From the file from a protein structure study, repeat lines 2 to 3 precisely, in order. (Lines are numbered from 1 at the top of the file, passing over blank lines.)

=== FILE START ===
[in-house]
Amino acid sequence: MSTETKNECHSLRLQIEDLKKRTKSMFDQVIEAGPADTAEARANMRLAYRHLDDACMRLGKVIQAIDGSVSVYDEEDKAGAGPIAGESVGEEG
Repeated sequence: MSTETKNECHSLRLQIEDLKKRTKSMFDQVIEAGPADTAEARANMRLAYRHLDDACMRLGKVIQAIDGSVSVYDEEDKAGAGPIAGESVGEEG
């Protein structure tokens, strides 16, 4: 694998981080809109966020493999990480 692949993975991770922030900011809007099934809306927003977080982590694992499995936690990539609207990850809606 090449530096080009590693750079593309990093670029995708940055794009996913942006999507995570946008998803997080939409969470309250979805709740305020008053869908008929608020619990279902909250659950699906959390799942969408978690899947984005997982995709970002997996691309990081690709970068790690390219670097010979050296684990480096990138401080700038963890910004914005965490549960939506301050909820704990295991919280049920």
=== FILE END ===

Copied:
Amino acid sequence: MSTETKNECHSLRLQIEDLKKRTKSMFDQVIEAGPADTAEARANMRLAYRHLDDACMRLGKVIQAIDGSVSVYDEEDKAGAGPIAGESVGEEG
Repeated sequence: MSTETKNECHSLRLQIEDLKKRTKSMFDQVIEAGPADTAEARANMRLAYRHLDDACMRLGKVIQAIDGSVSVYDEEDKAGAGPIAGESVGEEG